Chinn has a family farm that relies on broadband, and they struggle to access the internet. She keeps medical records for her animals on the cloud and accesses them multiple times a day. They need these records to make important care decisions for the animals at a moment’s notice.
“We don’t always have that option on our family farm, so we have to drive into town four miles away ... to make those decisions to run those reports,” Chinn said.
Chinn also shared stories of other farmers having to drive to different states to relay information because the internet timed out.
One farmer “lost a whole day’s work in the field because he had to physically take that information to the agronomist,” she said.
Bringing future generations back
“The one thing that most farmers want to do is bring their kids back home to that farm to be the sixth or the seventh generation farming,” Chinn said.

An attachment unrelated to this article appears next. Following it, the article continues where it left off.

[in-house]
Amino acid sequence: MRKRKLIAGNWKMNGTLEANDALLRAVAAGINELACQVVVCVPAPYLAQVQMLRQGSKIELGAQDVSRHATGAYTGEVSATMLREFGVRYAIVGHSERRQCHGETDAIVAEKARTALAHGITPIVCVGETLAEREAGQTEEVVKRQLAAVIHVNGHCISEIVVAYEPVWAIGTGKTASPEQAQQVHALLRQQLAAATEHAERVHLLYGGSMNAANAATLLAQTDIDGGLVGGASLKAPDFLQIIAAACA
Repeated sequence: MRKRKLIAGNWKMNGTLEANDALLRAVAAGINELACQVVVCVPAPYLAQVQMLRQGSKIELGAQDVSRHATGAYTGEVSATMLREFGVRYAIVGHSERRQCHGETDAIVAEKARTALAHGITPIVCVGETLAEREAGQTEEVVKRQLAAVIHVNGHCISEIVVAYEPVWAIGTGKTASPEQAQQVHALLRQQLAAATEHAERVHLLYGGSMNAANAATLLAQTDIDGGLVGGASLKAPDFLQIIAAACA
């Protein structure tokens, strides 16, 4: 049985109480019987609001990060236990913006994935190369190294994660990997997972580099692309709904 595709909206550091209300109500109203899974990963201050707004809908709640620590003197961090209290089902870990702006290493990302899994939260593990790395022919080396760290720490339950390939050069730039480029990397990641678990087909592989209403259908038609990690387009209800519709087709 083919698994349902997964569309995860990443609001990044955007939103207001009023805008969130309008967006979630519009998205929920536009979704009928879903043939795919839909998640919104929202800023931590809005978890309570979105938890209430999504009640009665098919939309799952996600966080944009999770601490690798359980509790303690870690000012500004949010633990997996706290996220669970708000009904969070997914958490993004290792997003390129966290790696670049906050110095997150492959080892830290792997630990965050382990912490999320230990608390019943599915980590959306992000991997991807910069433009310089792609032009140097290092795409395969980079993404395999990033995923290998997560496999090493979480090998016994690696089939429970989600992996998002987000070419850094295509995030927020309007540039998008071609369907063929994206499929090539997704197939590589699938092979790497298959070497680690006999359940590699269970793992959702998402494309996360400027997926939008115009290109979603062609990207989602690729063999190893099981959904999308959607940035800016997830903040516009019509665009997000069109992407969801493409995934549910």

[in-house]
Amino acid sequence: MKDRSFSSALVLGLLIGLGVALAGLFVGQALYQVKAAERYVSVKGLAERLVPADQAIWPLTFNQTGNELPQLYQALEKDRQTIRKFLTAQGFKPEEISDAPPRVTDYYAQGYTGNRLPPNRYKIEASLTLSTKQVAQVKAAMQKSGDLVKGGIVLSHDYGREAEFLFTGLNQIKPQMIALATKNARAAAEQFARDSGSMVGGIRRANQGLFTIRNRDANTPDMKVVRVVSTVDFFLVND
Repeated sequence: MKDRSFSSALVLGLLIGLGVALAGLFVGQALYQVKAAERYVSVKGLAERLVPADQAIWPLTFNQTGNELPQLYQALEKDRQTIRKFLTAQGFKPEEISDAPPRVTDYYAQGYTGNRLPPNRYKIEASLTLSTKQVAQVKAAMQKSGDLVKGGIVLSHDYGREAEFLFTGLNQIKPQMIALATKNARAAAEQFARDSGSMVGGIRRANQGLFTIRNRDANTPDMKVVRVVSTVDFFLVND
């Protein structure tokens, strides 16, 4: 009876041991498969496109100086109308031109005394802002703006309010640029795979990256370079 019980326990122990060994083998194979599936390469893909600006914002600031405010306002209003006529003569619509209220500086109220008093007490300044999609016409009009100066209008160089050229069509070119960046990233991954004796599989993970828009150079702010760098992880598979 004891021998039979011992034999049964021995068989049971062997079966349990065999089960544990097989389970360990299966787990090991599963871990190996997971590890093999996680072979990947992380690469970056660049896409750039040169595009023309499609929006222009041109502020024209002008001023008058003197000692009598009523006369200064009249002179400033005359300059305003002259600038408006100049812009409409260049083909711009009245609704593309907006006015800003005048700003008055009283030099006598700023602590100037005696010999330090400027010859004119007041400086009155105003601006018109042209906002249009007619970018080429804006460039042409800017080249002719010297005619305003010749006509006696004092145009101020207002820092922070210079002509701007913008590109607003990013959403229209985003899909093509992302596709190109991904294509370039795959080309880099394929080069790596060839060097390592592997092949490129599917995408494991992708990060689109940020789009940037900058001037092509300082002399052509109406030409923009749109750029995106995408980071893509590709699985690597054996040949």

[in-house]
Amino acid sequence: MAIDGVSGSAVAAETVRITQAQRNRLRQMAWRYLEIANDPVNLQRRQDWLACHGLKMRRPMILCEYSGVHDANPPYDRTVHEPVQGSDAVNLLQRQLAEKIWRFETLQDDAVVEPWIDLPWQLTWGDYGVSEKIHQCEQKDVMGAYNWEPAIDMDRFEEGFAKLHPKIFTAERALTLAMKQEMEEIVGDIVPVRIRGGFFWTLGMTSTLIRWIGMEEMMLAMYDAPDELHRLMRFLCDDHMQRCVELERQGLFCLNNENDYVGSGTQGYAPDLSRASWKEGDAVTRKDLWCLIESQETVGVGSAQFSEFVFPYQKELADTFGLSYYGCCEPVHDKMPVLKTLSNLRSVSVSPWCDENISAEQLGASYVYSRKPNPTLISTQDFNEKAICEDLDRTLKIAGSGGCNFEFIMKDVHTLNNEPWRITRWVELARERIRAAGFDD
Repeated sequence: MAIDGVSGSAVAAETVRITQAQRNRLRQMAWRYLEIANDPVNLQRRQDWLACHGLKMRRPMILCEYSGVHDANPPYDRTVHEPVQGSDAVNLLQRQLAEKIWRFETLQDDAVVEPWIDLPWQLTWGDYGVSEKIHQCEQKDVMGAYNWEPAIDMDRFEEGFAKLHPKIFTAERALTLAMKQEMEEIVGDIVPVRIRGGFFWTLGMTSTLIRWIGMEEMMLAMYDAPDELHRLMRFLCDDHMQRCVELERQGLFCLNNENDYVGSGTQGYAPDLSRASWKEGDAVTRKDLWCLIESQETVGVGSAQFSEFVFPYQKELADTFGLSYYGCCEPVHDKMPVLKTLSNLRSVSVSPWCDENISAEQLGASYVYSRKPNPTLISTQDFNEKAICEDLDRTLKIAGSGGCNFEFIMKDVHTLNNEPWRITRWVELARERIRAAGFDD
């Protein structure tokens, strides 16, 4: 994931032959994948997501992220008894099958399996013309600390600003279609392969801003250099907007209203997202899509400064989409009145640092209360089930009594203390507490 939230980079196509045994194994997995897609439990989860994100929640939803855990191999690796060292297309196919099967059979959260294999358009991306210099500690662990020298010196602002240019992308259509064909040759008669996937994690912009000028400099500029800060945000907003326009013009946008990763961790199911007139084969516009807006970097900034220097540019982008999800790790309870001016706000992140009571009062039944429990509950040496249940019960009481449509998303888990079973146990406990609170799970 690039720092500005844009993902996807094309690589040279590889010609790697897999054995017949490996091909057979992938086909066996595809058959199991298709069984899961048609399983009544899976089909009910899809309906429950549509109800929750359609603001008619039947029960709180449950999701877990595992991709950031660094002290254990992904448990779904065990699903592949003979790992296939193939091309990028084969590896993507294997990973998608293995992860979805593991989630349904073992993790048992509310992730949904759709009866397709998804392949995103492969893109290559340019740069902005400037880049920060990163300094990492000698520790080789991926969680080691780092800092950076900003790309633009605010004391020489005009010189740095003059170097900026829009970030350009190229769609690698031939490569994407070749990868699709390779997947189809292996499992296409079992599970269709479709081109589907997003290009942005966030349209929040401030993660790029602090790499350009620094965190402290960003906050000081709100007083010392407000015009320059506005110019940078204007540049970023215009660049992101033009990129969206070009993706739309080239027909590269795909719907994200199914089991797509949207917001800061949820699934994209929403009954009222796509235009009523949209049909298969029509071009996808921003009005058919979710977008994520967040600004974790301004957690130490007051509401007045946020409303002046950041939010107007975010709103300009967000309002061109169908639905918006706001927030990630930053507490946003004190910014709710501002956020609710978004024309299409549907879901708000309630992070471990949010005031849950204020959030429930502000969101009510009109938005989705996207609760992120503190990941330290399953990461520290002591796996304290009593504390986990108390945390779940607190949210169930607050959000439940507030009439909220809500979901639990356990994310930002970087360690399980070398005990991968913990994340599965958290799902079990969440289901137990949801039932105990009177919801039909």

She says investing in good internet access will help encourage them to work on their family farms.
“Our kids today, they love the technology,” Chinn said. “So if we really want to bring that next generation back home, we have to have the ability to improve our family farms and keep up with the technology that’s out there and available to us.”
Forck said he thinks kids are more attracted to the technological aspects of farming than the mechanical side of it. Having better broadband access “would allow us to maybe someday (have) the kids come back to the farm,” Forck said.
So how can Missouri get broadband to farmers?
U.S. Sen. Roy Blunt, R-Missouri, and Gov. Eric Greitens have advocated for broadband expansion in rural communities. Chinn said there is not a one-size-fits-all solution to bring high-speed internet to Missouri farmers.
“I know some areas are looking at rural telephone companies meeting that need, or electrical co-ops meeting those needs,” Chinn said.
She admitted funding is an issue and said some solutions may include looking for low interest loans or grants that smaller companies can apply for.
“It’s going to be a lot of people coming together to be a part of that conversation to look for those funds to help get us across the finish line,” Chinn said.
Supervising editor is Mark Horvit, email@example.com.